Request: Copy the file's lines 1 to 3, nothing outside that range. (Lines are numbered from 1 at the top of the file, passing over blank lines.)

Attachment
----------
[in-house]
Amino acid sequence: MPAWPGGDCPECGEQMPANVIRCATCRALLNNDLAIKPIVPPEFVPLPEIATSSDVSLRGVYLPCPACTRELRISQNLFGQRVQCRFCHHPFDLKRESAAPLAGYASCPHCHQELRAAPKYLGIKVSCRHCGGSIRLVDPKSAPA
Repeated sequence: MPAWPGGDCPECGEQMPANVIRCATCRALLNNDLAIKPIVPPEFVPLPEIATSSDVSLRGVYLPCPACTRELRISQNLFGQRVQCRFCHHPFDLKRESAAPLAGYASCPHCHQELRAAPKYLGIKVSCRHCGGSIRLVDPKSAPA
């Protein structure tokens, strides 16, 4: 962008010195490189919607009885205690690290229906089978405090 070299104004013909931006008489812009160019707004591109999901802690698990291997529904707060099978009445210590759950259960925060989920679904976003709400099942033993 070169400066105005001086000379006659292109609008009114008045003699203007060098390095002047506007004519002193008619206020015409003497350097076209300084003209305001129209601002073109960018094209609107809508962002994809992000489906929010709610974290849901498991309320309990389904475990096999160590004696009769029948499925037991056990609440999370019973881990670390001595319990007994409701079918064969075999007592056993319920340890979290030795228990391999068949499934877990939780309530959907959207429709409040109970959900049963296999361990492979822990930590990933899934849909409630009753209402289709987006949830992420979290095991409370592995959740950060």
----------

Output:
[in-house]
Amino acid sequence: MPAWPGGDCPECGEQMPANVIRCATCRALLNNDLAIKPIVPPEFVPLPEIATSSDVSLRGVYLPCPACTRELRISQNLFGQRVQCRFCHHPFDLKRESAAPLAGYASCPHCHQELRAAPKYLGIKVSCRHCGGSIRLVDPKSAPA
Repeated sequence: MPAWPGGDCPECGEQMPANVIRCATCRALLNNDLAIKPIVPPEFVPLPEIATSSDVSLRGVYLPCPACTRELRISQNLFGQRVQCRFCHHPFDLKRESAAPLAGYASCPHCHQELRAAPKYLGIKVSCRHCGGSIRLVDPKSAPA